}

    @Override
    public void onError(ErrorInfo reason) {
        System.out.println("Message not sent, error occurred: "
              + reason.message);
    }
});

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Channel channel = realtime.channels.get("sport");
channel.publish("update", "{ \"team\": \"Man United\" }", new CompletionListener() {
    @Override
    public void onSuccess() {
        Toast.makeText(getBaseContext(), "Message sent",
        Toast.LENGTH_SHORT).show();
    }

    @Override
    public void onError(ErrorInfo reason) {
        Toast.makeText(getBaseContext(), "Message not sent, error occurred: "
              + reason.message, Toast.LENGTH_SHORT).make();
    }
});

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var channel = realtime.channels.get("sport");
channel.publish("update", { "team": "Man United" });

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var channel = realtime.channels.get("sport");
channel.publish("update", { "team": "Man United" });

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channel = ably.channels.get('sport')
channel.publish 'update', 'team' => 'Man United'

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Create publish.php file which will be responsible for publishing messages:

<?php
require_once 'ably.php';
if (isset($_POST['message']) && !empty($_POST['message'])) {
    $channel = $ably->channels->get('sport');
    $channel->publish('update', $_POST['message']);
}
?>
<html>
  <body>
    <h1>Input message</h1>
    <form method="post">
      <input type="text" name="message">
      <input type="submit" value="Publish!">
    </form>
  </body>
</html>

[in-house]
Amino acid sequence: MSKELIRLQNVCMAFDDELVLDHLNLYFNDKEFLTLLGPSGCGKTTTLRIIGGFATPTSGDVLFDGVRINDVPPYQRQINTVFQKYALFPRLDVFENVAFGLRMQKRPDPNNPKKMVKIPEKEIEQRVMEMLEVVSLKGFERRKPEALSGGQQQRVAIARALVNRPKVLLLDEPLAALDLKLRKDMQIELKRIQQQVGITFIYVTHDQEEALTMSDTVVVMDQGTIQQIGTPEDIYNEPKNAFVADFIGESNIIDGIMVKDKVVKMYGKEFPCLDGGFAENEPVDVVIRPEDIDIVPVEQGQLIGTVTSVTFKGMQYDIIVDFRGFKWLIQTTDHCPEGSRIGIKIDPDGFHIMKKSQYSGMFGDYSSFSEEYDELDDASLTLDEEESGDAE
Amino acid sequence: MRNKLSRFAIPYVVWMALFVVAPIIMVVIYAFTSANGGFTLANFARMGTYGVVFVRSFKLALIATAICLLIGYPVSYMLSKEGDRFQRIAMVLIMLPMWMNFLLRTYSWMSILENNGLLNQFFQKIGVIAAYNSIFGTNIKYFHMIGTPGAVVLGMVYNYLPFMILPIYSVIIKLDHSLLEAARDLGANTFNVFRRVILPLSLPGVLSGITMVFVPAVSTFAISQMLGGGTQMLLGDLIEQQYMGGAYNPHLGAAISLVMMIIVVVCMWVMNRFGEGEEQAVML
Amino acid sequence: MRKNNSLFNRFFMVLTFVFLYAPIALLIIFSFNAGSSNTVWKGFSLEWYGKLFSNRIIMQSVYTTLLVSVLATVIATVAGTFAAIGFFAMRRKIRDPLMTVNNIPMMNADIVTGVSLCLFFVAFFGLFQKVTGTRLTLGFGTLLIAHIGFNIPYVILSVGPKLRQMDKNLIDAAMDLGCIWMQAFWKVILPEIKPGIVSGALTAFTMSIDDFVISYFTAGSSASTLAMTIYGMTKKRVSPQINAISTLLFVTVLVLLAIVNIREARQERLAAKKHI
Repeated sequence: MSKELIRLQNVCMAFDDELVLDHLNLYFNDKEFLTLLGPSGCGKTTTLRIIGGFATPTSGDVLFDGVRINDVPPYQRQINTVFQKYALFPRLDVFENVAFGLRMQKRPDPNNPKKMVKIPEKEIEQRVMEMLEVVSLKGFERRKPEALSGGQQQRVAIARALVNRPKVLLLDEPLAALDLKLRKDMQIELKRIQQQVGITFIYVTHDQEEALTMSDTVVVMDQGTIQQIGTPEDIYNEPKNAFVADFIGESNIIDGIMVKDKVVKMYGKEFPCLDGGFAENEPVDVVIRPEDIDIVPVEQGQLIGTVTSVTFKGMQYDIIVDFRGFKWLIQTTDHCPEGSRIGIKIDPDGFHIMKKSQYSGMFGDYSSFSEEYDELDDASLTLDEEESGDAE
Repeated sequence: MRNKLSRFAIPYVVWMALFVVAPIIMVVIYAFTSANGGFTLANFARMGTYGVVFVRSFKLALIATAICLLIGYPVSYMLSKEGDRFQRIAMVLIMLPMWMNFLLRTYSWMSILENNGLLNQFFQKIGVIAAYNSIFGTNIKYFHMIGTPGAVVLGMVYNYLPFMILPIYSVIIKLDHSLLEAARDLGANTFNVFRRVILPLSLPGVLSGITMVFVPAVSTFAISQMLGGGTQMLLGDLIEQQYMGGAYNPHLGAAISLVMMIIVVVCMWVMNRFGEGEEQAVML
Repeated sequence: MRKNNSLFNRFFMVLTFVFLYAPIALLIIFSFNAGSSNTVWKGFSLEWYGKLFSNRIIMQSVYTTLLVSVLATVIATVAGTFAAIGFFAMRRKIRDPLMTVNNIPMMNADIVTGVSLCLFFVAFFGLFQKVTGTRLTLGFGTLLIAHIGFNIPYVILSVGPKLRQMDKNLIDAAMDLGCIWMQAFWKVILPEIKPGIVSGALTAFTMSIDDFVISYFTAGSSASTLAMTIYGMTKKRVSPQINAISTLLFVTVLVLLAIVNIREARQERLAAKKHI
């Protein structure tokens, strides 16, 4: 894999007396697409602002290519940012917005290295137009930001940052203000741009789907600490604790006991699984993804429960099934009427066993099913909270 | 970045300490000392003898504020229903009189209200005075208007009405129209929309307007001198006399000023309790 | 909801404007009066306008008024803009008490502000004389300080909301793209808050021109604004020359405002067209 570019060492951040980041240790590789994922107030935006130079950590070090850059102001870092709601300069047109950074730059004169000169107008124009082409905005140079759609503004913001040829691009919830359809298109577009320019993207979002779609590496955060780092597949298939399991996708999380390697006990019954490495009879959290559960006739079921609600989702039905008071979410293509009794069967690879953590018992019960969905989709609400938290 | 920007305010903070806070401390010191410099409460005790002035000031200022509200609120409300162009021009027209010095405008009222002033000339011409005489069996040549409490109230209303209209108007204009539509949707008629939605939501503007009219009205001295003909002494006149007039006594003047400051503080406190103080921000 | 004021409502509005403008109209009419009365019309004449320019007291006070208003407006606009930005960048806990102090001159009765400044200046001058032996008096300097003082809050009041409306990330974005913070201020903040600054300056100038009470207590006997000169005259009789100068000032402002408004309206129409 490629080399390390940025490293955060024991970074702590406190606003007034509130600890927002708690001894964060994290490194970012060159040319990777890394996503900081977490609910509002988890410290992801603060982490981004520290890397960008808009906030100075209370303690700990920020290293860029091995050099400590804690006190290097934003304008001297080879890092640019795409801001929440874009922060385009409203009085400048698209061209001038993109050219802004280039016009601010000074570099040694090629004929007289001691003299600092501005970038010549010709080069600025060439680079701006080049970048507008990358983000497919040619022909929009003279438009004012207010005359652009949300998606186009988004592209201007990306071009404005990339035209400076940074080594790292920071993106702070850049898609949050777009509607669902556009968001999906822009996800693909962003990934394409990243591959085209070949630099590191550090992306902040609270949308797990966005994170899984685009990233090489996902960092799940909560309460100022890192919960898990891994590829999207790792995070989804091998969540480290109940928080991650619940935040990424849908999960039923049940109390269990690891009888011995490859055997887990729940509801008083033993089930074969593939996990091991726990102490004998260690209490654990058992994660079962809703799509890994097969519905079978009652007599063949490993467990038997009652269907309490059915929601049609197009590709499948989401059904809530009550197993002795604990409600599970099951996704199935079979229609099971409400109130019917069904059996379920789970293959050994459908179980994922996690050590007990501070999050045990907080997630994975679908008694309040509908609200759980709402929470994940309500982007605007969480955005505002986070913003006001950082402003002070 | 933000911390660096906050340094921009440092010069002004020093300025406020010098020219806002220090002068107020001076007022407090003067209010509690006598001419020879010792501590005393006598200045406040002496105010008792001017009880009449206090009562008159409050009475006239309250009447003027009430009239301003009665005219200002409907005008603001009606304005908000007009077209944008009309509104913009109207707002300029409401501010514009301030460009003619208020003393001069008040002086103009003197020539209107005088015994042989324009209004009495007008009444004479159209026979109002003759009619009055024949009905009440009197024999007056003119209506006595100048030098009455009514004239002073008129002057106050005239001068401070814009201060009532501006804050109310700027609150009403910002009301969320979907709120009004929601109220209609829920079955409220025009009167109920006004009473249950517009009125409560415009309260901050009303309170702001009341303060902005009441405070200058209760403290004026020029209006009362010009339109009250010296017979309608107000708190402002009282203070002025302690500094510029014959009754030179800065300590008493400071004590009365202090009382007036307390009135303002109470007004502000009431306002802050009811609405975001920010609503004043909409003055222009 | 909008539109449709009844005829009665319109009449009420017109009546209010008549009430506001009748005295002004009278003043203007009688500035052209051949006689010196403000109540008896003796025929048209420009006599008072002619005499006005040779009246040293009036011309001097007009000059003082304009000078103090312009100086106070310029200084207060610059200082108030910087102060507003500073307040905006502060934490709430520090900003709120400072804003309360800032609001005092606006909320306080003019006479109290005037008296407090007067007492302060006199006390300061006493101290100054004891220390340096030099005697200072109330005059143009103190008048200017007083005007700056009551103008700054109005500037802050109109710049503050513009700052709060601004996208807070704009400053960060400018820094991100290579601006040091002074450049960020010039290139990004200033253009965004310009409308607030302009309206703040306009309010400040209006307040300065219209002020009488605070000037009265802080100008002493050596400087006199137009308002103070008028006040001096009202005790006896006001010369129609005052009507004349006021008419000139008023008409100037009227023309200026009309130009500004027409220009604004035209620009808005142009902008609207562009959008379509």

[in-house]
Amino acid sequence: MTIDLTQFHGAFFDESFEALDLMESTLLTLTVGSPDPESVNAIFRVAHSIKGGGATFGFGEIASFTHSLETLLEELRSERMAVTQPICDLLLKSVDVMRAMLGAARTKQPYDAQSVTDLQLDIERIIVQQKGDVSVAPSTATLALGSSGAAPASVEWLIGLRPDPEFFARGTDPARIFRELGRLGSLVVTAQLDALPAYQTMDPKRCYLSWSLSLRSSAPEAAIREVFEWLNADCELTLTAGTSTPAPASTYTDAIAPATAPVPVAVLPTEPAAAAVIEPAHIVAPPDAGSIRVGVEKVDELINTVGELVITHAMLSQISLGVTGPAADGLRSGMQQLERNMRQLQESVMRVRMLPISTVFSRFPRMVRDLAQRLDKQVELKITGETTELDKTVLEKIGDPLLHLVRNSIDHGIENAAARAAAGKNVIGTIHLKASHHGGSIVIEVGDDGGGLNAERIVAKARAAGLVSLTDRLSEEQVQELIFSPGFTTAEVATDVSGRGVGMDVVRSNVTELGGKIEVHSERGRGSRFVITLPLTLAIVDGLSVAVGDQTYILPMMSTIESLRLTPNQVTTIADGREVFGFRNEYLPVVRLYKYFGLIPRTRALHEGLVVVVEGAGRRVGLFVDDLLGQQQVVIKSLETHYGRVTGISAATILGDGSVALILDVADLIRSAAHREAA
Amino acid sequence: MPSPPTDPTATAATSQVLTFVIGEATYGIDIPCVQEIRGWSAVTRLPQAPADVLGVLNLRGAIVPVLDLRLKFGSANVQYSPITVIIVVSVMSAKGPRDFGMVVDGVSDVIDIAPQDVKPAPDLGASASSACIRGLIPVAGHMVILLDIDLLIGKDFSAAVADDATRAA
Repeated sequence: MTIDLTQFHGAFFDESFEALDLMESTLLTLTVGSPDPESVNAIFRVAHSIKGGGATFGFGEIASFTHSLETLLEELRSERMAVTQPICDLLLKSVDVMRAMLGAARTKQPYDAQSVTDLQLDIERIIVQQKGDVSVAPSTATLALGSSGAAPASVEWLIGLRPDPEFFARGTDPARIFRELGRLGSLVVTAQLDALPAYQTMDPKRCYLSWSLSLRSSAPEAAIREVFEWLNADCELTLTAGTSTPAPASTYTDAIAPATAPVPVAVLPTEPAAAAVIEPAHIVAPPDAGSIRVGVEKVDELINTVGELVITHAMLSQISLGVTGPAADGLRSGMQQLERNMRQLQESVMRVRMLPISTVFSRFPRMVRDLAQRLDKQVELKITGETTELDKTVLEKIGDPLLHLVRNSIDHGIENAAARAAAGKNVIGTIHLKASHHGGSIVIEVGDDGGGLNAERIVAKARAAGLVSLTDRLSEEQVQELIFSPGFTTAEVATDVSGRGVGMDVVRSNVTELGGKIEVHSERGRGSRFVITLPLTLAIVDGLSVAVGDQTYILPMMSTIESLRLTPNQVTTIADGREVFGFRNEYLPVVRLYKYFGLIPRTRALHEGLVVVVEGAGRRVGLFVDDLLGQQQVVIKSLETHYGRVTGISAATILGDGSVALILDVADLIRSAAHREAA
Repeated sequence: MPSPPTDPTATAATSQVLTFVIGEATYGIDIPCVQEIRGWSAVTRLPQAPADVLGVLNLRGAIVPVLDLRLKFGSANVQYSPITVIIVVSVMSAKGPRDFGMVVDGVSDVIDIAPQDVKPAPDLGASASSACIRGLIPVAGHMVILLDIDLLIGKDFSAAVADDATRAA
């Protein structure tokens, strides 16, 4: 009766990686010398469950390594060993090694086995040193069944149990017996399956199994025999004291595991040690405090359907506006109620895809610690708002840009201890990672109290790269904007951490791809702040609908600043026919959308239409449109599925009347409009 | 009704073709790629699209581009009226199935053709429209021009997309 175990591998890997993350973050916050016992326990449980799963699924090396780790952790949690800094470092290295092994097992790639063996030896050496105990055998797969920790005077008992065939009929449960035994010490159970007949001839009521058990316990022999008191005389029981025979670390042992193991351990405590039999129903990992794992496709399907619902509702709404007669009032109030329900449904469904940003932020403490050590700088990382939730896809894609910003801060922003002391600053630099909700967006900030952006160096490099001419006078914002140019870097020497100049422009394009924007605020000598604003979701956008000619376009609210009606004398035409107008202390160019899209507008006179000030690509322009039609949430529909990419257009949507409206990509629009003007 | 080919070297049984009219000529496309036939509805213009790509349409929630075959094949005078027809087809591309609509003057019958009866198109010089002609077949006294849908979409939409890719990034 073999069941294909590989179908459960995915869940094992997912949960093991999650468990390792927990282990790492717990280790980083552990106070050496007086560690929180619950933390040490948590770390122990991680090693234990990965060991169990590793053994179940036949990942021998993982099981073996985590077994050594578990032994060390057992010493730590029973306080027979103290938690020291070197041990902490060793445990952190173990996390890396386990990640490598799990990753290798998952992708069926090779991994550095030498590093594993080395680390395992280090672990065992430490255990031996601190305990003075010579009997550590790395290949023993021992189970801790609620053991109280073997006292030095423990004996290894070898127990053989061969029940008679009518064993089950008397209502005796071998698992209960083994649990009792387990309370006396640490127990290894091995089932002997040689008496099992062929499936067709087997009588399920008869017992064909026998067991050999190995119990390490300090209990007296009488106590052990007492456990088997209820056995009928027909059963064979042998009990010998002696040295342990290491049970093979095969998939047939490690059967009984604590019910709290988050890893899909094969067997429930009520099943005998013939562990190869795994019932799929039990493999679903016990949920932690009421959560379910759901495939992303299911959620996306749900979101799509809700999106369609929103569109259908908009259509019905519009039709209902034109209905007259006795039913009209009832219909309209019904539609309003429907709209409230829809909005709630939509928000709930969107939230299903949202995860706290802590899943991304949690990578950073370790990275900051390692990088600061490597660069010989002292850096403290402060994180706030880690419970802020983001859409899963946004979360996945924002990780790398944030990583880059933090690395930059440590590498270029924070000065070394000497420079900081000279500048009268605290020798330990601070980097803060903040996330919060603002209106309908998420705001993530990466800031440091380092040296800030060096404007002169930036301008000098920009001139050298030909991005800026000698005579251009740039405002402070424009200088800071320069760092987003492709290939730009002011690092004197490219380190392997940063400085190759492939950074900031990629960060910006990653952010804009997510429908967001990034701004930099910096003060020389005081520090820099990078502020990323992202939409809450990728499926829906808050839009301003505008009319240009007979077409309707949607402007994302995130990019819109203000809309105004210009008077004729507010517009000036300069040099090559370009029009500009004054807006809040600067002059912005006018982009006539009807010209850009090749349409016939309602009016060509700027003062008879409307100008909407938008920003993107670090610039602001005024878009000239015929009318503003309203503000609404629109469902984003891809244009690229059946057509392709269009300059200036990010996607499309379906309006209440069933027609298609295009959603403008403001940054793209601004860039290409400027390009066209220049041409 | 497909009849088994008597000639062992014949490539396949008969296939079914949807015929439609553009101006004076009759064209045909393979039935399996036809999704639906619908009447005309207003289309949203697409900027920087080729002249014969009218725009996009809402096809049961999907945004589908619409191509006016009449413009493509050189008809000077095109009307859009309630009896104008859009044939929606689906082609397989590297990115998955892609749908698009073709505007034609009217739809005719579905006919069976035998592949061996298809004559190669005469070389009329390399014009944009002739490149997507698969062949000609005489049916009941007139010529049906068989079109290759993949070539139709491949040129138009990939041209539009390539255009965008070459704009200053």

And to simplify it even further, let’s add an iframe so that we can publish messages from the same browser window. Add code below just after the <h1>Publish & Subscribe sample</h1>:

<iframe src="publish.php"></iframe>

If you would like to try running the server now, you can do so with php -S 0.0.0.0:8000. Once running, open your browser to http://localhost:8000/ and you should see “Publish & Subscribe sample” and box with “input message”, try it out.

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Let’s create resource for /publish, it will serve as message publisher:

class publish:
    def GET(self):
        return render.publish()

    def POST(self):
        message = web.input().get('message')
        if message is not None:
            channel = client.channels.get('sport')
            channel.publish('update', message)
        raise web.seeother('/publish')

And create publish.html in templates directory with message form:

<html>
  <body>
    <h1>Input message</h1>
    <form method="post">
      <input type="text" name="message">
      <input type="submit" value="Publish!">
    </form>